Monthly Mini-Post: Direct Study, Subsidiary Rights

Each month, one of the weekly posts will be a bit shorter and more personal: a “monthly mini-post” about my experiences in publishing and literary agency to provide you with a view of what it’s like on the inside of these operations. I am currently pursuing a Master’s degree in publishing and writing from Emerson College, and I will finish at the end of August. For one of my last two courses this summer, I’ve created a directed study entitled Managing Subsidiary Rights. I’m really excited about it! Here’s why:

What are Subsidiary Rights?

One important thing your literary agent will do for you once you sign a contract with a publishing house is begin to sell and license the subsidiary rights that you have retained. For example, if your contract only grants your publisher English language rights, your agent has the opportunity to sell the rights for other languages elsewhere. This is just one example of rights that your agent could sell. (Note: Publishing houses also have subsidiary rights departments and sell rights and issue licenses as well.)

Some examples of subsidiary rights are: movie and TV rights, audiobook rights, ebook rights, foreign rights, foreign language/translation rights, domestic rights, serial, reprint and book club rights, etc.

So what will my directed study focus on? And why do I want to learn about subsidiary rights?


Breakdown of the Course

I’ve developed Managing Subsidiary Rights to help me learn about the different subsidiary rights and permissions, especially in a global sense. As a literary agent in the future, I hope to be able to maximize the reach of my authors’ books. Delving into the key concepts of copyright, author agreements, licensing subsidiary rights, granting permissions, and how licensing helps both the author and the publisher will help me to better serve those authors.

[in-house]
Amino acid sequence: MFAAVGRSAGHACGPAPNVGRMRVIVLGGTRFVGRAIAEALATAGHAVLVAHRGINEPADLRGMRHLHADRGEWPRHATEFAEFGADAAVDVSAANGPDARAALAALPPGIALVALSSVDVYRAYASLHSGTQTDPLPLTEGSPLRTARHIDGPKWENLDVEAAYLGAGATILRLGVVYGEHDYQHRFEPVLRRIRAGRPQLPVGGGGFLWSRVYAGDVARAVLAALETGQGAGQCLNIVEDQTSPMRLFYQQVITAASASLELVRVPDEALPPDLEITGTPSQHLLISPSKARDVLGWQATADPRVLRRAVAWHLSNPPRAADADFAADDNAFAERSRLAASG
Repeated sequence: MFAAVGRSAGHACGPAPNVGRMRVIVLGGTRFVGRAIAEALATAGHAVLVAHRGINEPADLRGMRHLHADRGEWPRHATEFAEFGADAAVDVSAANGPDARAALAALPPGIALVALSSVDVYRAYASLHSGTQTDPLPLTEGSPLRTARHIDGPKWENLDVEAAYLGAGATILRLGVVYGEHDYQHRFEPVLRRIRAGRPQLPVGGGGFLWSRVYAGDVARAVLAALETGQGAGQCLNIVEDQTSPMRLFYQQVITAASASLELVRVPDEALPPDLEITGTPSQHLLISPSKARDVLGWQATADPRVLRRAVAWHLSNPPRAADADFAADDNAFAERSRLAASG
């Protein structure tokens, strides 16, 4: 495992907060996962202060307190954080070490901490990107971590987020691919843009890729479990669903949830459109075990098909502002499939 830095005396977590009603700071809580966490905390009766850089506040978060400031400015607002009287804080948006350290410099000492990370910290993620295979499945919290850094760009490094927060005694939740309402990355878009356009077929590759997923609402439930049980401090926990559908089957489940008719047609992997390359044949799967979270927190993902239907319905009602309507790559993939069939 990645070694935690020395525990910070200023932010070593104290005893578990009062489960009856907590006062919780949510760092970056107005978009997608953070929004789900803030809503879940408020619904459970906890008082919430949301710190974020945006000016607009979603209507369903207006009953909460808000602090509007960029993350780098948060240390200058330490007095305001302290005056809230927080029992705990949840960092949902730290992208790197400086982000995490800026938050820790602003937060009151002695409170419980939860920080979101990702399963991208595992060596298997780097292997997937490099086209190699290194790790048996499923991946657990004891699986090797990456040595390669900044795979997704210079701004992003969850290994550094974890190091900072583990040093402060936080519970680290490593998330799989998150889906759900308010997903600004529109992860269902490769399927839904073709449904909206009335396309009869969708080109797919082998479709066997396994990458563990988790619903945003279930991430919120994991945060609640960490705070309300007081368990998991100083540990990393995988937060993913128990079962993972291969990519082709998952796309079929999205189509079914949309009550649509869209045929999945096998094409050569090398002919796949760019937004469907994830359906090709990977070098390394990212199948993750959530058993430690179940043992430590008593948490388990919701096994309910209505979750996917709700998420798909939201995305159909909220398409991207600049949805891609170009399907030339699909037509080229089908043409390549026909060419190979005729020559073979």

Through this directed study, I will gain an understanding of how to negotiate deals and build sales through licensing opportunities, as well as how to draft contracts between both authors and other publishing companies. By the end of the directed study, I will have created examples of the types of tools and documents that are used in a subsidiary rights department.

I’m so excited to have had the opportunity to create this course. These topics are so important in the publishing industry, and knowing about them as authors can only help you as you move through the publishing process.


Keeping You Posted

I can’t wait to update you about what I’m learning. Throughout the summer, I plan to have posts about the different things I’ve researched and completed for the course, including (but not limited to): author contracts (as well as advances, royalties, and rights granted), subsidiary rights, how agents go about pitching the sale and licensing of rights, international rights, and copyright and fair use.

I’ll decide as I go along how to portion those topics into coherent posts, but I hope you’ll stick around to learn with me. I truly believe these topics are important and interesting, despite the legalese and jargon. I’ll try to make everything as clear as possible, but as always, please let me know if you have questions or comments!

Thanks again for reading!


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